The Vatican signed on Friday a historic treaty with Palestine two years after recognising it as a state, drawing swift criticism from Israel.
The treaty, finalised in Rome, concerns “aspects of the life and activity of the Catholic Church in Palestine.”
Israel immediately criticised the decision of the Vatican expressing “disappointment.”
“Such a development does not further the peace process and distances the Palestinian leadership from returning to direct bilateral negotiation,” an Israeli Foreign Ministry official said in a statement.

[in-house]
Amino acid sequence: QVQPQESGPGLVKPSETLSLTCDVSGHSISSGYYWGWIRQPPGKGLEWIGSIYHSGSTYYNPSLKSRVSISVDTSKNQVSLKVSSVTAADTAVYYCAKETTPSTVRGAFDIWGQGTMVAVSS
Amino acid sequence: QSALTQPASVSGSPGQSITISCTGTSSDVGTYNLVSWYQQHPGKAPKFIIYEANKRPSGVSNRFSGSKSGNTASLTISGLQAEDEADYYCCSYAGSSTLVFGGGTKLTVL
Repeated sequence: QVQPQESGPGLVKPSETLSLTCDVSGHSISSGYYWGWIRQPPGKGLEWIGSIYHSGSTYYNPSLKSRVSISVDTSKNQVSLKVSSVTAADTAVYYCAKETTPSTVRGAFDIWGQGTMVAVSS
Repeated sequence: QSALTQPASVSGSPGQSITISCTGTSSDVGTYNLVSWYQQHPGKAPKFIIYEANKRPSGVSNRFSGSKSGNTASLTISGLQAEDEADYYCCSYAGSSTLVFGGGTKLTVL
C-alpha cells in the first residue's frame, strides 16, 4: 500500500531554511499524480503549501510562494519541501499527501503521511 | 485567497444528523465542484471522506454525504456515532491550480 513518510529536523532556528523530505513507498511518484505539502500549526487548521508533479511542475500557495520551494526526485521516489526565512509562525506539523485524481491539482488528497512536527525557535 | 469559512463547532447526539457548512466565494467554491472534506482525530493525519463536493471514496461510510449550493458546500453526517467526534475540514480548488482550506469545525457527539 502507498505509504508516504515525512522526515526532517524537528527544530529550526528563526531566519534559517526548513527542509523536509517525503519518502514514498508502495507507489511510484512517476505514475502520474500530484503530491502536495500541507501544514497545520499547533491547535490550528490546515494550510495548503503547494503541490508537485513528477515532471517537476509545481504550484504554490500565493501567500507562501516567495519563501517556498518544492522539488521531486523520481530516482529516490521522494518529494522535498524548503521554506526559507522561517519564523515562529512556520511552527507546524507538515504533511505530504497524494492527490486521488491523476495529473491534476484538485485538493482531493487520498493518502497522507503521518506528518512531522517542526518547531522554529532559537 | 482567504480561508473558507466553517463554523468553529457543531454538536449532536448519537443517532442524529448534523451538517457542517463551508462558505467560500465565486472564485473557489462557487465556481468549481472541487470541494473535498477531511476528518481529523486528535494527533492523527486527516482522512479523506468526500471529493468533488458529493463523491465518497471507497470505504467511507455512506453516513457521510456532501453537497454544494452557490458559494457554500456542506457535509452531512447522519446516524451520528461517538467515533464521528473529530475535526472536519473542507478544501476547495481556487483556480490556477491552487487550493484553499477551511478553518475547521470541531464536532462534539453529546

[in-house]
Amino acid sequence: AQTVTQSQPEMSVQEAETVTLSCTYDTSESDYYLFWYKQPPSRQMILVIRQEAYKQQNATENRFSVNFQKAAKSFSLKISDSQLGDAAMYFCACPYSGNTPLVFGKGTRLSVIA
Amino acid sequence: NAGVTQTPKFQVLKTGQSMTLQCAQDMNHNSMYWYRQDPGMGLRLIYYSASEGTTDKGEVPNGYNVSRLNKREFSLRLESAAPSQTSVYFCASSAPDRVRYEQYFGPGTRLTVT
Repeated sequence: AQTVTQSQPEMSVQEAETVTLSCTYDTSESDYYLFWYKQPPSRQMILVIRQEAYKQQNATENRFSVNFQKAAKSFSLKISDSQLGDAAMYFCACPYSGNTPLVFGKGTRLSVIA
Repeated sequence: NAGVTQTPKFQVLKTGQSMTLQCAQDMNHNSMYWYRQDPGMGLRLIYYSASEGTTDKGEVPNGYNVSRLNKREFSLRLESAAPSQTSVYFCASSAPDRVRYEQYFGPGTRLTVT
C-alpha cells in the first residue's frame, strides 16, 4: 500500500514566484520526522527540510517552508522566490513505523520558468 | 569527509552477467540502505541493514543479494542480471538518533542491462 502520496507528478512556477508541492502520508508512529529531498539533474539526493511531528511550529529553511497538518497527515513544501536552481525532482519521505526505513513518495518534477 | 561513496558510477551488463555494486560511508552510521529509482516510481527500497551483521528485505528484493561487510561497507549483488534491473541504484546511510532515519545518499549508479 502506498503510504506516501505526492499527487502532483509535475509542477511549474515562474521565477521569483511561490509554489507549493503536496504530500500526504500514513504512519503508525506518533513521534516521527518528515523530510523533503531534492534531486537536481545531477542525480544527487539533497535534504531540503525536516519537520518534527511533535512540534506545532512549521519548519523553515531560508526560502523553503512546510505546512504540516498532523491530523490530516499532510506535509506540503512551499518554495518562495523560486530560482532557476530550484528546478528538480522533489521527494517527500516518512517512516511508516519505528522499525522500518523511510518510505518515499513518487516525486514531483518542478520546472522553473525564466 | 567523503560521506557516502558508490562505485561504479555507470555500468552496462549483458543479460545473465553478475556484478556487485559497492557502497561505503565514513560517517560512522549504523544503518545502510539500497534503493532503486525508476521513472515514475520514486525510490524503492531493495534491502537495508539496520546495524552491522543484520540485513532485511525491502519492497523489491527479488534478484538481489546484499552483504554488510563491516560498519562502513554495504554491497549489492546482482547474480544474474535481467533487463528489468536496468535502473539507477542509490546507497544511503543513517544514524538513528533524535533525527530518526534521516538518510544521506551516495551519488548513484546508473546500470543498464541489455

The treaty comes two years after the Vatican welcomed the UN resolution which recognised Palestine as an official state.
Sweden went even further, recognising Palestine as a state in October 2014.
Pope Francis has previously used the term “State of Palestine” on several occasions.
The Vatican’s Foreign Minister Paul Gallagher said he hoped the treaty could bring “a definitive end to the long-standing Israeli-Palestinian conflict, which continues to cause suffering for both parties.”
Vatican recognition could push European governments and parliaments to pressure Israel over a two-state solution, analysts and experts said.
A hundred and thirty-five members of the UN’s 193 members recognise Palestine, while the European Union as a whole does not recognise Palestine.
Palestine’s President Mahmoud Abbas is scheduled to visit Pope Francis at the Vatican on Saturday.
The Vatican and Palestine have had diplomatic relations since 1994.